May 25, 2011 at 1:45 pm |
  16. gordon greenwood


    May 25, 2011 at 12:51 pm |
    • Please Stop Shouting

      Look down. Third key up on the left, from the bottom. Tap once.

      May 25, 2011 at 1:32 pm |
  17. Sally

    She is certainly NOT a messiah – just a popular TV personality (to whom millions of people wonder?) that yes, donated to many charities.

    May 25, 2011 at 12:48 pm |
  18. thefurious

    Regardless if you think religion should be banned or where you stand on eternal matters, one thing is certain about Oprah in relation to religion: She has drastically confused house mothers, spinsters and others about what it means to be a Christian. She has taken away salvation doctrine and added in her own, mystic, universalist theology and continued to call herself a Christian. She should have had the decency to at least not label herself as a Christian and confuse the impressionable and easily swayed 4:00pm TV viewers. Despite all the incredibly nice things she has done for people across the globe, according to Christian theology, she has led many people astray.

    May 25, 2011 at 12:43 pm |
    • Sally

      Bingo...Very well said..........

      May 25, 2011 at 12:50 pm |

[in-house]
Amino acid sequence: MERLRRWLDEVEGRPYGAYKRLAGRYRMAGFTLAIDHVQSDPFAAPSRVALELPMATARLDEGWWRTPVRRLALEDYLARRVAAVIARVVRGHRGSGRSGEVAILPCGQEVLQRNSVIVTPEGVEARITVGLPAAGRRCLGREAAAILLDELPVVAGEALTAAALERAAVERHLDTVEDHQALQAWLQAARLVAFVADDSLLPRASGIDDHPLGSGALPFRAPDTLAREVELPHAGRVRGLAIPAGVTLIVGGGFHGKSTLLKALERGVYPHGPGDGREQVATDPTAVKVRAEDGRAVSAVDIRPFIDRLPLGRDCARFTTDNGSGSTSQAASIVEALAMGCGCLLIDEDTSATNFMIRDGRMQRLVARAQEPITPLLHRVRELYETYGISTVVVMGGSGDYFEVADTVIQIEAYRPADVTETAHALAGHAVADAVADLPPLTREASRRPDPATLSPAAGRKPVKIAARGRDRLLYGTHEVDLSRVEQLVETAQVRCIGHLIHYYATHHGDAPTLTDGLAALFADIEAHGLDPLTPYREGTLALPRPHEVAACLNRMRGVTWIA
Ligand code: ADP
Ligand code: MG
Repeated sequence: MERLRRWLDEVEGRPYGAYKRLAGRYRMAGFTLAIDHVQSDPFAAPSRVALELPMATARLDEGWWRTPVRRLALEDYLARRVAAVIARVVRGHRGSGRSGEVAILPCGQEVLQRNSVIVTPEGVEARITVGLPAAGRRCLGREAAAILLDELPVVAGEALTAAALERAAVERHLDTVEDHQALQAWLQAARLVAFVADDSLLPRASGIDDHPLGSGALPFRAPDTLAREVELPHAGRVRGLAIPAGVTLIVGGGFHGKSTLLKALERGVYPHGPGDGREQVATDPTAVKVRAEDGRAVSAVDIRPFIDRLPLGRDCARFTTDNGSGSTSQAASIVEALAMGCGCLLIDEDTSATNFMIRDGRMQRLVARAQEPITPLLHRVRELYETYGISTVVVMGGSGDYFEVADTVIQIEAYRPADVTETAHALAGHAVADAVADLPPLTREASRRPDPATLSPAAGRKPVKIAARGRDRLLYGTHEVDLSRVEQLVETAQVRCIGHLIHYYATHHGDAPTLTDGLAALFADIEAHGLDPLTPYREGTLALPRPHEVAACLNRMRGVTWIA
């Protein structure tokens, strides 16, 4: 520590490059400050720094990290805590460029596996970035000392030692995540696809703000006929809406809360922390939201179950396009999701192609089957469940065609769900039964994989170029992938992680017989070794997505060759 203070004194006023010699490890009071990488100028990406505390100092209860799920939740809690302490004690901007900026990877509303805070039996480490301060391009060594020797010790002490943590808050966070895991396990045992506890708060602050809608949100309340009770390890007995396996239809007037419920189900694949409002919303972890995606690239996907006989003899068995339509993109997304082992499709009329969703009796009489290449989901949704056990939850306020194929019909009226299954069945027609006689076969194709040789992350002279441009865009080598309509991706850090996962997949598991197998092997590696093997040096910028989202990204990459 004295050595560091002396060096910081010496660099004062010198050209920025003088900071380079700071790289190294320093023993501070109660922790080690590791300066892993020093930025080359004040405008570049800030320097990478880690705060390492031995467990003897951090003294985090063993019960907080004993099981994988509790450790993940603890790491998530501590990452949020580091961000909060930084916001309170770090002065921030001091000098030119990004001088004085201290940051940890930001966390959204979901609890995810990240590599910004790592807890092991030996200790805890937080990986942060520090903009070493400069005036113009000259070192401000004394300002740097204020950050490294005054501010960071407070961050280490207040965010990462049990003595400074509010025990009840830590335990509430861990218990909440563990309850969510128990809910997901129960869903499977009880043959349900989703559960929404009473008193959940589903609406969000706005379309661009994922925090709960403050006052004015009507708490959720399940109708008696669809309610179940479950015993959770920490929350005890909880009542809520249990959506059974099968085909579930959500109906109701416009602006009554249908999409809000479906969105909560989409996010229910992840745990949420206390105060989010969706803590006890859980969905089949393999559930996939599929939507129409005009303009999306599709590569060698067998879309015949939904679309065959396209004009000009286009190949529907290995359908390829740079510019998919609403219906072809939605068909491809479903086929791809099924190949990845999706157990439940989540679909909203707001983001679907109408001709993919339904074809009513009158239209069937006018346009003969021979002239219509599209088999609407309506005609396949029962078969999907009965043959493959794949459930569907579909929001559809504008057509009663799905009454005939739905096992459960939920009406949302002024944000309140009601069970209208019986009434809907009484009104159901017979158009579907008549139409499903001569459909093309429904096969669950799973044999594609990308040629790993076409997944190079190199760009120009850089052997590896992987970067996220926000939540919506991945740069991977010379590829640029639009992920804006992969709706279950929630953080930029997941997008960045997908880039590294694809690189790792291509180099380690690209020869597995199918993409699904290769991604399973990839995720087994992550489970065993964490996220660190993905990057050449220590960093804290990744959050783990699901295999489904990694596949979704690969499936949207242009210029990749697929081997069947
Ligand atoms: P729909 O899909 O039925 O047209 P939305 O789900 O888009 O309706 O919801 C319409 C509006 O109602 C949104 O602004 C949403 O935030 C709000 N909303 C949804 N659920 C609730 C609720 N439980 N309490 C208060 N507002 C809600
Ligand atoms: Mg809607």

• Frogist

      LOL More Christian infighting!
      It is amusing that every article on this blog will have people duking it out over who is the "real" Christian. I wonder where each of you gets the authority to decide who is a Christian and who is not.

      May 25, 2011 at 1:20 pm |
    • thefurious

      Well. when the Bible says that Jesus Christ is the only way to eternal salvation and Oprah claims that there are many ways, theres a big issue there.

      May 25, 2011 at 1:35 pm |
    • thefurious

      And the Bible isn't grey on who a Christian is and what that entails. In a round about way: A Christian is a follower of Christ, following and obeying his teachings, accepts him as Lord of their life and so lives in such a way that is modeled after Him and seeks an intimate relationship with Him, above all else.

      May 25, 2011 at 1:48 pm |
  19. Frogist

    I was never big into Oprah. I watched when she had celebrities on sometimes. But I wasn't religious about it. I am still sort of in the dark as to why she has such a huge following although I know she does. I do know that she introduced me to Dr Phil who I can't stand. It's nice to see such a successful woman of colour tho.